Sandhill cranes. Image by Ettrujillo2 from Pixabay
Republicans in the Wisconsin Legislature, with the support of the lobbying group Hunter Nation, released a slate of 13 bills on Wednesday that aim to expand hunting in Wisconsin and weaken the power of the Department of Natural Resources (DNR).
The bills aim to expand opportunities for Wisconsinites to hunt and fish different animals while curtailing the control the DNR has over conservation policy in the state. All summer, Republican lawmakers and Hunter Nation have been engaged in a coordinated effort to undermine the DNR’s efforts under Gov. Tony Evers and Secretary Preston Cole to move the department in a more environmentally conscious direction.
The bills will allow the hunting of sandhill cranes and farm-raised bovidae — hooved animals such as bison, sheep and antelopes — as well as changing the hunting seasons for wild turkeys and stocking more pheasants to be hunted. The bills would also increase the amount of fish that are stocked in public and private waterways across the state.
Other bills will affect how the DNR can regulate hunting in the state.
One bill, sponsored by Sen. Duey Stroebel (R-Saukville) and Rep. Calvin Callahan (R-Tomahawk), will require the DNR to eliminate three hunting rules every time it tries to create a new one. Current hunting rules set seasons, size limits and other conditions for allowing hunting while conserving animal populations. Another bill, sponsored by Sen. Howard Marklein (R-Spring Green) and Rep. Alex Dallman (R-Green Lake), would require the DNR to consolidate or eliminate some of the licenses it requires for hunting and fishing certain species.
The slate of bills also includes a proposal to scale back regulations over where and when people can carry weapons in Wisconsin. The bill would allow people to carry a concealed weapon without being issued a concealed carry license by the Wisconsin Department of Justice or a law enforcement identification card. It also eliminates a law that prevents people from carrying firearms, crossbows or other weapons while riding all-terrain vehicles and prevents local governments from prohibiting weapons on mass transit.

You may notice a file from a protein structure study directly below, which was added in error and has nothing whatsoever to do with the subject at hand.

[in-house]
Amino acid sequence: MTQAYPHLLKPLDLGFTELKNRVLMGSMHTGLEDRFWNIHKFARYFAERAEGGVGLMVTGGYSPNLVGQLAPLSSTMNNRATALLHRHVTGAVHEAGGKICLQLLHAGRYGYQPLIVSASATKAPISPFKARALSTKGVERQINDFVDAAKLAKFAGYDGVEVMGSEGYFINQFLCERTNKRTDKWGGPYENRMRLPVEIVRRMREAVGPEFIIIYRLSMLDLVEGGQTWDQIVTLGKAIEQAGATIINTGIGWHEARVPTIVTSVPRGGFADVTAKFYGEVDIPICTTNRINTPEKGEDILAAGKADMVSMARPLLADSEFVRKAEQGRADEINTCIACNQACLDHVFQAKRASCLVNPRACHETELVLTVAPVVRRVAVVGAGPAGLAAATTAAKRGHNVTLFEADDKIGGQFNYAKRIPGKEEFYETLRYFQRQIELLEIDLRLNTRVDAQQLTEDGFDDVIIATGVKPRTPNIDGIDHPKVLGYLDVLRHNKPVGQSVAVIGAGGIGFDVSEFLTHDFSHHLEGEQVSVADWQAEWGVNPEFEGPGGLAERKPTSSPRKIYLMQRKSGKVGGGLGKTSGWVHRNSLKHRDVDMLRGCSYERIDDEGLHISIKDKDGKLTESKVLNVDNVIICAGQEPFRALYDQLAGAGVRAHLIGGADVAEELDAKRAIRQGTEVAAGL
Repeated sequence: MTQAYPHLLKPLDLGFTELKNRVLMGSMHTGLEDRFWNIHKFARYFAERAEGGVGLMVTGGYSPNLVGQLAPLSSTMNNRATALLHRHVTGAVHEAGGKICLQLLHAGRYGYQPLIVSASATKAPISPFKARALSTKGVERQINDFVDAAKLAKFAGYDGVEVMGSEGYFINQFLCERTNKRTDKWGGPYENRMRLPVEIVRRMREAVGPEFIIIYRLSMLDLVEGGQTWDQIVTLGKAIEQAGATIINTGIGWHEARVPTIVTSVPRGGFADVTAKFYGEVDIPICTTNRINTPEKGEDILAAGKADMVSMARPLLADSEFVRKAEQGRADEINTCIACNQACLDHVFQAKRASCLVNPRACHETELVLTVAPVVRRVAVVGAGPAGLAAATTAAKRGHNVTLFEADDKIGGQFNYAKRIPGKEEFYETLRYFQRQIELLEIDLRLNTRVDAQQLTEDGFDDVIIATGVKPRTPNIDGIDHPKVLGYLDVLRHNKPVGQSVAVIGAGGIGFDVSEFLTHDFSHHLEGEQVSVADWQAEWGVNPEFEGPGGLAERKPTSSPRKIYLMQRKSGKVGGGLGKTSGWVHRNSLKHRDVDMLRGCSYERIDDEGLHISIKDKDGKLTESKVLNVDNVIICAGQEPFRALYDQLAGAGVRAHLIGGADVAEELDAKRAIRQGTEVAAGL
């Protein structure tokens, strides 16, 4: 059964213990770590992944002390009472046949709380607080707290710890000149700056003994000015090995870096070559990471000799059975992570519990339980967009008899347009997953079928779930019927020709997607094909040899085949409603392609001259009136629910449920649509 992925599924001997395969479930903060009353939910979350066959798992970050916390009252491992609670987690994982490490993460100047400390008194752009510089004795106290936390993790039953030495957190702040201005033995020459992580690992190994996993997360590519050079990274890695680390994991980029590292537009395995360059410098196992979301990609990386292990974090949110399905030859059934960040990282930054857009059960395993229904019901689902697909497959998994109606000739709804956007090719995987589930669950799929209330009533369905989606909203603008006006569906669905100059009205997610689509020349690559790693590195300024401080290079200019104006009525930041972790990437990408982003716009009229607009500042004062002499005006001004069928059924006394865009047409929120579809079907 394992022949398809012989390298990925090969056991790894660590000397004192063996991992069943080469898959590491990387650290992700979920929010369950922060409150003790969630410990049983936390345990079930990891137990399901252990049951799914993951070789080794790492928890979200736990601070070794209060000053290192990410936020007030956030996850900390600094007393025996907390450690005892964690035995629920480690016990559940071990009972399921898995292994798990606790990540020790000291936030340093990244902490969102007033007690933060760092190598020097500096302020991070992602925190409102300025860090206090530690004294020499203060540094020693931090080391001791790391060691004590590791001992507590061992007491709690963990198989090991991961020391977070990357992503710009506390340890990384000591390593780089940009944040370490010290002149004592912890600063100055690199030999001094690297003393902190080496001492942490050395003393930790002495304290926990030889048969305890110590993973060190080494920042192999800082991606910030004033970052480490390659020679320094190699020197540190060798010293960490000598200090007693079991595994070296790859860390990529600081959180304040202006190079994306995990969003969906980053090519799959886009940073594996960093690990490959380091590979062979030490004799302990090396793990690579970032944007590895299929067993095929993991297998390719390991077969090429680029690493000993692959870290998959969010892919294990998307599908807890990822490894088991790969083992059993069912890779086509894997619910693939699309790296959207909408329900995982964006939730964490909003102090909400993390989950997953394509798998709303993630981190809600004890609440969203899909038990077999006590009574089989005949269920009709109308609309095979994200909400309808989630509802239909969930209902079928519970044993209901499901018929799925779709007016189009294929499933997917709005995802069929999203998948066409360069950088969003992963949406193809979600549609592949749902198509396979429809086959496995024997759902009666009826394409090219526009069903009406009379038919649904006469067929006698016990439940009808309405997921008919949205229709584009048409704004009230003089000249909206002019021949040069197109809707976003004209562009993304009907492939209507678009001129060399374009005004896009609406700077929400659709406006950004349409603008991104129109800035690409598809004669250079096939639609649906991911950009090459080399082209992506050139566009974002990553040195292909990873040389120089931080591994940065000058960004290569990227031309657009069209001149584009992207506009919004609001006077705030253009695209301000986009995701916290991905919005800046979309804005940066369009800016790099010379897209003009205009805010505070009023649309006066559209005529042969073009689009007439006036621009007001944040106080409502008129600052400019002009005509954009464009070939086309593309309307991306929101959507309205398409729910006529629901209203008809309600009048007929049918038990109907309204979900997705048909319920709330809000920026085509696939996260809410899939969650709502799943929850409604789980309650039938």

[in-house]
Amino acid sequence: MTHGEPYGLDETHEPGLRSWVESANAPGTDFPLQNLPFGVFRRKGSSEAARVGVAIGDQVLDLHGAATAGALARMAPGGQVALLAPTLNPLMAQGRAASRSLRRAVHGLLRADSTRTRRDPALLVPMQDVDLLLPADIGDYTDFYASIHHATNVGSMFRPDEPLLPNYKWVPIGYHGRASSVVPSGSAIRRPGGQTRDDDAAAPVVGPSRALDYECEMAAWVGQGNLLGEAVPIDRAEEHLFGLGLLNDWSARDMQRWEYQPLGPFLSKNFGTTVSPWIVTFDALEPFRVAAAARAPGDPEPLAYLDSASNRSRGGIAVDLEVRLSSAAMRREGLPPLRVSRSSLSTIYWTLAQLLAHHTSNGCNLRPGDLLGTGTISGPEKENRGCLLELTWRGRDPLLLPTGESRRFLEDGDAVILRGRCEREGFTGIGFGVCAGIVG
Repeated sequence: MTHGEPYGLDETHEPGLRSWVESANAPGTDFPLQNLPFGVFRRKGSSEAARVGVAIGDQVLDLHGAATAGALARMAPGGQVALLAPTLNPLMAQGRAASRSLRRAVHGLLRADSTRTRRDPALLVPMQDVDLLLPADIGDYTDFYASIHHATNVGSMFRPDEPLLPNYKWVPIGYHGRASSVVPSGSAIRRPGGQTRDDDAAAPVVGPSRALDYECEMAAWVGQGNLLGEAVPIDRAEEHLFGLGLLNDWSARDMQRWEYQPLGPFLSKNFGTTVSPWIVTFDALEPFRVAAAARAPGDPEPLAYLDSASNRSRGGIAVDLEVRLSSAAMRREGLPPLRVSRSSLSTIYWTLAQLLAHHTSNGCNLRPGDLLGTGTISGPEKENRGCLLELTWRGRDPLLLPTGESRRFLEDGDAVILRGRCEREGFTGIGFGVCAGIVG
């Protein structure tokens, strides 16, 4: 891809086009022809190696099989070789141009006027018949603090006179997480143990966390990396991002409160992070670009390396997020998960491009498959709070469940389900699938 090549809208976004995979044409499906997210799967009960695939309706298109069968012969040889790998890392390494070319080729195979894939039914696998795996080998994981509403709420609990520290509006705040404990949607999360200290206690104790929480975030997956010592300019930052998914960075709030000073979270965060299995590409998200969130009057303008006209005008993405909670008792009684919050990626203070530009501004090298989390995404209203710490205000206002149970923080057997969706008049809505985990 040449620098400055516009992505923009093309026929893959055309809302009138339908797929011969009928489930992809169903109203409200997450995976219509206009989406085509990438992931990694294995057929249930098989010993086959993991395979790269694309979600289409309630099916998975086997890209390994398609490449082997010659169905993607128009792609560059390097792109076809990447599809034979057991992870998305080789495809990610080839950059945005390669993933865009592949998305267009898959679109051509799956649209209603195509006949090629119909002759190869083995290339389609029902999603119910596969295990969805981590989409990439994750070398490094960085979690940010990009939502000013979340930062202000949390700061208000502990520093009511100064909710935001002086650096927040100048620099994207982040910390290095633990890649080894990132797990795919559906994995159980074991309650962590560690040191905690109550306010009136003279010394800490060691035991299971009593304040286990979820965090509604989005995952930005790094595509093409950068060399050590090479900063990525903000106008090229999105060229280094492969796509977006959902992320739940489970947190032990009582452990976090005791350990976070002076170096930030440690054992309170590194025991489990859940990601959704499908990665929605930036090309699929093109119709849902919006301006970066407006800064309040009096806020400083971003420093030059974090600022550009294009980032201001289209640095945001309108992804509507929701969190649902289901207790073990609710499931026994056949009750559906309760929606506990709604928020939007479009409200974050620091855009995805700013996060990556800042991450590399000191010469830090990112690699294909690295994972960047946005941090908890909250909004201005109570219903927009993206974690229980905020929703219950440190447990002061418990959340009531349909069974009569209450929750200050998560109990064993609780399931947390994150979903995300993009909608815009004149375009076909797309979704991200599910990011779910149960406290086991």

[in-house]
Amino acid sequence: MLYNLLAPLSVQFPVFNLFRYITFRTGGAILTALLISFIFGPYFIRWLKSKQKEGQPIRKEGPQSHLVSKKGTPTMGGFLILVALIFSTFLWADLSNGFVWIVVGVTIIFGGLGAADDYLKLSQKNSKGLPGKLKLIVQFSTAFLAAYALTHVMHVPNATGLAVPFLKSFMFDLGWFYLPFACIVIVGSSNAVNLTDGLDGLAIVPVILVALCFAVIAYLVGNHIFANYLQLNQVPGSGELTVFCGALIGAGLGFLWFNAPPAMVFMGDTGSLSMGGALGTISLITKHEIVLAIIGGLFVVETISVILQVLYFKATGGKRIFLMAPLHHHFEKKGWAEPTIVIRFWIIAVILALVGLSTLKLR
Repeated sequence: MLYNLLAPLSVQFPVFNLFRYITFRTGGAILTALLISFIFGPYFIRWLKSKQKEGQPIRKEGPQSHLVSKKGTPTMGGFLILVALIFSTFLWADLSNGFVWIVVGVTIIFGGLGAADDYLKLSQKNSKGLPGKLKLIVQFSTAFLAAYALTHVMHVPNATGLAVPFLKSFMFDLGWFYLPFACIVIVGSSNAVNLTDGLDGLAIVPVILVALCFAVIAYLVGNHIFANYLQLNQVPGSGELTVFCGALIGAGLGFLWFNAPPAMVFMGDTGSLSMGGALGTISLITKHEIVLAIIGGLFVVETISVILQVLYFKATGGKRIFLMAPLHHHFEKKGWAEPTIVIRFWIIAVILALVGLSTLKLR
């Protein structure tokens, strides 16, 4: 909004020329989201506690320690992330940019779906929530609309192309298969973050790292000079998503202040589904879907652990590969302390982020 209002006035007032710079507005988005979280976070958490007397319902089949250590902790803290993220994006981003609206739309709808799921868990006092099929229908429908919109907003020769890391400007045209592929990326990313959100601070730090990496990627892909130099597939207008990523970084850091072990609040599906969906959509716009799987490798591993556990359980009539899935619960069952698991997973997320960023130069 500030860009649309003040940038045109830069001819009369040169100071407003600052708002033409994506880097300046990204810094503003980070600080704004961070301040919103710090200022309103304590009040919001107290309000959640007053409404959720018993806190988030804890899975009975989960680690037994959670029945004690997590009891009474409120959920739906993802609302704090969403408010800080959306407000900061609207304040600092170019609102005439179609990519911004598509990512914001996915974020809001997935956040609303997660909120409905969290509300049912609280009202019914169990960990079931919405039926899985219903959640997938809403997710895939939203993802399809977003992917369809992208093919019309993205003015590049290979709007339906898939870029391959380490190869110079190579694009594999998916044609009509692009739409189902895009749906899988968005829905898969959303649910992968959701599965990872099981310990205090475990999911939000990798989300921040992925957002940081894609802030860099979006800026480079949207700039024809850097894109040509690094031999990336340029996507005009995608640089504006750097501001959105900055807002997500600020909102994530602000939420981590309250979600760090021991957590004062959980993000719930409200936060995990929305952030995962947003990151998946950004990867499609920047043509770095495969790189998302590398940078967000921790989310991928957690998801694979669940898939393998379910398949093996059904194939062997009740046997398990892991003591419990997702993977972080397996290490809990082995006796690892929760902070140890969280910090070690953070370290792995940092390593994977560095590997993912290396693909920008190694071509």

Republican lawmakers in the Senate and Hunter Nation have been working together to retain a Republican majority on the Natural Resources Board — the body that sets policy for the DNR. An appointee of former Gov. Scott Walker has refused to step down from his seat even though his term expired May 1 and his replacement has been nominated by Evers.
A lobbyist for Hunter Nation has been working with the board member, Wausau dentist Frederick Prehn, encouraging him to resist political pressure to step aside while the lobbying group and Republican lawmakers attempted to intervene in a lawsuit that aimed to remove Prehn. Republican leaders in the Senate have refused to hold a confirmation hearing for Prehn’s replacement.
While conservation policies in areas as varied as logging and chemical regulation are contentious in Wisconsin, nothing is more polarizing than the fight over wolf hunting in the state. A Wisconsin state law requires a wolf hunt to be held whenever the animal isn’t listed as endangered by the federal government. In 2020 the wolf was delisted by the administration of President Donald Trump. Since then, environmental activists have clashed with hunters and some residents in Northern Wisconsin over the ability to hunt wolves in Wisconsin, with the DNR often moving to limit when and how many wolves can be hunted.
Hunter Nation has been a prominent part of the push for more wolf hunting in the state and the political fight over the issue is central to the release of these bills, according to a release.
“Governor Evers and his DNR haven’t shown good leadership in any aspect for Wisconsin outdoorsmen and women,” Sen. Rob Stafsholt (R-New Richmond) said in a statement. “Over and over again, the DNR has made it clear that they won’t listen to rural Wisconsin citizens’ concerns, so we’re taking a stand with this legislative package. We’re telling hunters, anglers, trappers, and gun owners that we’ve got their backs and we’re defending our rights for transparency, simplified regulations, and improved access to our state’s natural resources.”
The bills in what Republicans are calling the “Wisconsin Sporting Freedom Package” have begun to be circulated for co-sponsorship.
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